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Cuts for All: Senate GOP Throws Down the Gauntlet on Bush-Era Tax Cuts


Senate Minority Leader Mitch McConnell is hoping embattled Democrats will support a compromise on extending the Bush tax cuts

Senate Republicans, led by Minority Leader Mitch McConnell, put a stop to rumors of a possible tax-cuts compromise today, introducing their own legislation that would maintain Bush-era tax rates for all Americans, regardless of income level.

Congressional Democrats and President Barack Obama have previously signaled support for allowing the extension of all tax cuts, with the exception of cuts for America's top earners.  On Face the Nation Sunday, House Minority Leader John Boehner hinted that he would vote for Democrats' plan, but in a speech today from the Senate floor, McConnell insisted that the GOP is united and unwavering in its support for tax cuts for all income levels.

For the past 19 months, the American people have waited patiently for the Obama administration and Democrats in Congress to help them turn the economy around. And time and time again, the administration and its allies in Congress have turned a deaf ear.  Rather than implement the policies that would free up capital, lead to investment, and create good, lasting, private-sector jobs, Democrats in Congress have passed one sweeping, government-driven scheme after another, then asked taxpayers to put it on their tab. ...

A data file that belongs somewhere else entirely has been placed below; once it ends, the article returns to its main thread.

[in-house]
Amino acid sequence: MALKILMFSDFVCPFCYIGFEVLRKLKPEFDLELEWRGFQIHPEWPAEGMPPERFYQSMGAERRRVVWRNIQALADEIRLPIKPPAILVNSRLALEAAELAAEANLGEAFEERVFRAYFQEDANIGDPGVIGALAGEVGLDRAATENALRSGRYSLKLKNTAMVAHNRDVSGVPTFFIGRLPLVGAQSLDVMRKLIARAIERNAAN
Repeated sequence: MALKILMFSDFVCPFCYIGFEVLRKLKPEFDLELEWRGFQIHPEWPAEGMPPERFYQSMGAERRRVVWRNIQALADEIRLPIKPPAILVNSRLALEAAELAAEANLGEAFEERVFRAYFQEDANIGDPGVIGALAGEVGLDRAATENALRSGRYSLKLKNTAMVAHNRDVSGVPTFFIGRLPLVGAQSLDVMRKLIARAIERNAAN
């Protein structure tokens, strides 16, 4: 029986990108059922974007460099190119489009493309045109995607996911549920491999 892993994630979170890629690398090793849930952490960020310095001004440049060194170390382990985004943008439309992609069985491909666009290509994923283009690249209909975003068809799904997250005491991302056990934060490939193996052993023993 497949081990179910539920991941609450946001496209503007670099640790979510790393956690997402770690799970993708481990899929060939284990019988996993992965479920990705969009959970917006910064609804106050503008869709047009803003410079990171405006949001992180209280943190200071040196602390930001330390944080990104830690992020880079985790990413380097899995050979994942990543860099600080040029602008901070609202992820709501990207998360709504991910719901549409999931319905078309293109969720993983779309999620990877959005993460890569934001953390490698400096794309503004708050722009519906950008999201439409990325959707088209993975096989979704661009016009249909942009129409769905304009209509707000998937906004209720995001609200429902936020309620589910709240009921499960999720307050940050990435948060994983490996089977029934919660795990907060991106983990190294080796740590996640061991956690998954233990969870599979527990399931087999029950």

Americans have had it.  They’re tired of Democrat leaders in Washington pursuing the same government-driven programs that have done nothing but add to the debt and the burden of government. We can’t allow this administration to demand that small business owners in this country pay for its own fiscal recklessness. And that’s why I’m introducing legislation today that ensures that no one in this country will pay higher income taxes next year than they are right now.

With a clear majority in the Senate, Democrats are not forced to put the legislation to a vote.  But with a number of Democrats facing tough re-election campaigns in November, McConnell may be able to pull some bipartisan support for the bill.  With enough Dem defectors, McConnell may be able to bring his bill to floor before Congress recesses again.

If Congress fails to act, the tax cuts enacted under former President George W. Bush will expire at the end of this year, resulting in higher tax rates for all income levels.

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